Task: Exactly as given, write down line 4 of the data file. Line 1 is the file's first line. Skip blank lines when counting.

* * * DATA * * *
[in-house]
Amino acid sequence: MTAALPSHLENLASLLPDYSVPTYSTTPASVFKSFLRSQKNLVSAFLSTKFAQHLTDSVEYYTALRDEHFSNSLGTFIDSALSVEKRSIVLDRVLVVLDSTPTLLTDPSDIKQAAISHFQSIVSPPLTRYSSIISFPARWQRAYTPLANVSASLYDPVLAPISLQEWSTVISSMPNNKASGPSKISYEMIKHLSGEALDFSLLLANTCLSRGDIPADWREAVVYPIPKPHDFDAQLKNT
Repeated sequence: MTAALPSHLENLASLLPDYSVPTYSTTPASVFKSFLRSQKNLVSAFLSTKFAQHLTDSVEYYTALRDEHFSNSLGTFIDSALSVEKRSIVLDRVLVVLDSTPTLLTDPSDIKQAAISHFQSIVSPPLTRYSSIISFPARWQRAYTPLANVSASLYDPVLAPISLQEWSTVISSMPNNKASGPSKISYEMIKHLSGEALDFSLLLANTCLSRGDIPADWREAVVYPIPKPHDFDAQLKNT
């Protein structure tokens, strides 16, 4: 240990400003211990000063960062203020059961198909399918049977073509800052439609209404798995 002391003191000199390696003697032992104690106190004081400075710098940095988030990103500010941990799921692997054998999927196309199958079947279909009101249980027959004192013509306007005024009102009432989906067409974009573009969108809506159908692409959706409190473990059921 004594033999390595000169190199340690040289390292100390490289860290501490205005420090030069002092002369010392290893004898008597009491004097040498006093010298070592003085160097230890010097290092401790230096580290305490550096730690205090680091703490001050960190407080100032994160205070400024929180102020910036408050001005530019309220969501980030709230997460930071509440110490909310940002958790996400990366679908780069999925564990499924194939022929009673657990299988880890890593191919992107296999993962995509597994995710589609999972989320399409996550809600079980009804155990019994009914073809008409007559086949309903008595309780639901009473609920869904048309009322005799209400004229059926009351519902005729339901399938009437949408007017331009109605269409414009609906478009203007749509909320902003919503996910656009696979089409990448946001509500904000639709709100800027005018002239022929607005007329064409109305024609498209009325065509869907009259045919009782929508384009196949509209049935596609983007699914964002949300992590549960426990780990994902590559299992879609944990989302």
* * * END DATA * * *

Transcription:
């Protein structure tokens, strides 16, 4: 240990400003211990000063960062203020059961198909399918049977073509800052439609209404798995 002391003191000199390696003697032992104690106190004081400075710098940095988030990103500010941990799921692997054998999927196309199958079947279909009101249980027959004192013509306007005024009102009432989906067409974009573009969108809506159908692409959706409190473990059921 004594033999390595000169190199340690040289390292100390490289860290501490205005420090030069002092002369010392290893004898008597009491004097040498006093010298070592003085160097230890010097290092401790230096580290305490550096730690205090680091703490001050960190407080100032994160205070400024929180102020910036408050001005530019309220969501980030709230997460930071509440110490909310940002958790996400990366679908780069999925564990499924194939022929009673657990299988880890890593191919992107296999993962995509597994995710589609999972989320399409996550809600079980009804155990019994009914073809008409007559086949309903008595309780639901009473609920869904048309009322005799209400004229059926009351519902005729339901399938009437949408007017331009109605269409414009609906478009203007749509909320902003919503996910656009696979089409990448946001509500904000639709709100800027005018002239022929607005007329064409109305024609498209009325065509869907009259045919009782929508384009196949509209049935596609983007699914964002949300992590549960426990780990994902590559299992879609944990989302």